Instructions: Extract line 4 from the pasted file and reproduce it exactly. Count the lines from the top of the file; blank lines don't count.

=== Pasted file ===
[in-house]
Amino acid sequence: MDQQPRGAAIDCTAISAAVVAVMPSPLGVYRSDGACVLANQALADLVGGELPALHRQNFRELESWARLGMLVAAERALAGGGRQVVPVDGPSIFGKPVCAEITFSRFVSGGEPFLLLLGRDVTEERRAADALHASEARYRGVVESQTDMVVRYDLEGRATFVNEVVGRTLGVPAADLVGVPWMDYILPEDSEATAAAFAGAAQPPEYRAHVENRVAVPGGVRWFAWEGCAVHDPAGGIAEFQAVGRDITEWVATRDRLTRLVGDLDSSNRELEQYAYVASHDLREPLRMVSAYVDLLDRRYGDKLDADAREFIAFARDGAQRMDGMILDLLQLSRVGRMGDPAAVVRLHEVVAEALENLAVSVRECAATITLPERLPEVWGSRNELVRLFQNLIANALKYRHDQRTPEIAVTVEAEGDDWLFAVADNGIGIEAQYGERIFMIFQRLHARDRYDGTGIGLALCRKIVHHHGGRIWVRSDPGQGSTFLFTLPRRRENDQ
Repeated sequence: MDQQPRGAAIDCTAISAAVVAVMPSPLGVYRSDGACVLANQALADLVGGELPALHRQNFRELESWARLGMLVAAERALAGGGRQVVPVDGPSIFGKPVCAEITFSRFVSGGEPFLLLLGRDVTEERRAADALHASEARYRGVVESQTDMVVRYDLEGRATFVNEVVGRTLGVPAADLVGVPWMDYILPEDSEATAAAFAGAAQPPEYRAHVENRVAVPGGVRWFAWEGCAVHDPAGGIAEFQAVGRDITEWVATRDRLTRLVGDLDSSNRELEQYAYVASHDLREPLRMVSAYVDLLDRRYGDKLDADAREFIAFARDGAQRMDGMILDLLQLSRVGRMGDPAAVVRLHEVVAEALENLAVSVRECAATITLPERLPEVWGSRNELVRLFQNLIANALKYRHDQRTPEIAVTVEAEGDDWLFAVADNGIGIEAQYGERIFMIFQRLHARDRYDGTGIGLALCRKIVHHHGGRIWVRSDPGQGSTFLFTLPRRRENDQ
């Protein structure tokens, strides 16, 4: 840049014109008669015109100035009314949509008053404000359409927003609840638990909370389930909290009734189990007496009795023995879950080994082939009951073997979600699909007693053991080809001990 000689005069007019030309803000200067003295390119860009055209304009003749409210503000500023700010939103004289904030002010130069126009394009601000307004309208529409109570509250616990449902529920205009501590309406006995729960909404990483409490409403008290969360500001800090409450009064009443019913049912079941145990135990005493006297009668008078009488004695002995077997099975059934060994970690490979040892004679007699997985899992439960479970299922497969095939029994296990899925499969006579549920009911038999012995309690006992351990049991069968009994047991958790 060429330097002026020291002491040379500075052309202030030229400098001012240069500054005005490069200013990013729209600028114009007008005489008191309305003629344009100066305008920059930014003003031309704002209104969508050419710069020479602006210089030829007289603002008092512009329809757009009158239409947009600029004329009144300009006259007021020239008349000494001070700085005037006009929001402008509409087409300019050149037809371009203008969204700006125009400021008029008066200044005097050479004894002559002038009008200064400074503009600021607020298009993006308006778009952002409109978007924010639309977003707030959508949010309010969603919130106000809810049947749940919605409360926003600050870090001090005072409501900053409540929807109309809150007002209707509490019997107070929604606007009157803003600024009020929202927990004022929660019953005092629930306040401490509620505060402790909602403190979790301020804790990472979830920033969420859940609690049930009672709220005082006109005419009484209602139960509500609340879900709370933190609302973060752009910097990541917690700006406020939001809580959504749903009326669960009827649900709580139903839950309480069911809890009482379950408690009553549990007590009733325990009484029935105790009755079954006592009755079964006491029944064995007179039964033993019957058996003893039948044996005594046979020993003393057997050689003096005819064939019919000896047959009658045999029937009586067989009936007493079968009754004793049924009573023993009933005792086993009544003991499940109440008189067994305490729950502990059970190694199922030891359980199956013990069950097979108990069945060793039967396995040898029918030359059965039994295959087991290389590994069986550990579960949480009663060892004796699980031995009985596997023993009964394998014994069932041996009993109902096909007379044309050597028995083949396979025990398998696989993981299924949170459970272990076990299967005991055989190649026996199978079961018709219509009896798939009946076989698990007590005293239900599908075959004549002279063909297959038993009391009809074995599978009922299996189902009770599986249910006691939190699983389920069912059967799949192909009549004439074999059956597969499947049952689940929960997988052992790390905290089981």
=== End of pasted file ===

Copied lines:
């Protein structure tokens, strides 16, 4: 840049014109008669015109100035009314949509008053404000359409927003609840638990909370389930909290009734189990007496009795023995879950080994082939009951073997979600699909007693053991080809001990 000689005069007019030309803000200067003295390119860009055209304009003749409210503000500023700010939103004289904030002010130069126009394009601000307004309208529409109570509250616990449902529920205009501590309406006995729960909404990483409490409403008290969360500001800090409450009064009443019913049912079941145990135990005493006297009668008078009488004695002995077997099975059934060994970690490979040892004679007699997985899992439960479970299922497969095939029994296990899925499969006579549920009911038999012995309690006992351990049991069968009994047991958790 060429330097002026020291002491040379500075052309202030030229400098001012240069500054005005490069200013990013729209600028114009007008005489008191309305003629344009100066305008920059930014003003031309704002209104969508050419710069020479602006210089030829007289603002008092512009329809757009009158239409947009600029004329009144300009006259007021020239008349000494001070700085005037006009929001402008509409087409300019050149037809371009203008969204700006125009400021008029008066200044005097050479004894002559002038009008200064400074503009600021607020298009993006308006778009952002409109978007924010639309977003707030959508949010309010969603919130106000809810049947749940919605409360926003600050870090001090005072409501900053409540929807109309809150007002209707509490019997107070929604606007009157803003600024009020929202927990004022929660019953005092629930306040401490509620505060402790909602403190979790301020804790990472979830920033969420859940609690049930009672709220005082006109005419009484209602139960509500609340879900709370933190609302973060752009910097990541917690700006406020939001809580959504749903009326669960009827649900709580139903839950309480069911809890009482379950408690009553549990007590009733325990009484029935105790009755079954006592009755079964006491029944064995007179039964033993019957058996003893039948044996005594046979020993003393057997050689003096005819064939019919000896047959009658045999029937009586067989009936007493079968009754004793049924009573023993009933005792086993009544003991499940109440008189067994305490729950502990059970190694199922030891359980199956013990069950097979108990069945060793039967396995040898029918030359059965039994295959087991290389590994069986550990579960949480009663060892004796699980031995009985596997023993009964394998014994069932041996009993109902096909007379044309050597028995083949396979025990398998696989993981299924949170459970272990076990299967005991055989190649026996199978079961018709219509009896798939009946076989698990007590005293239900599908075959004549002279063909297959038993009391009809074995599978009922299996189902009770599986249910006691939190699983389920069912059967799949192909009549004439074999059956597969499947049952689940929960997988052992790390905290089981």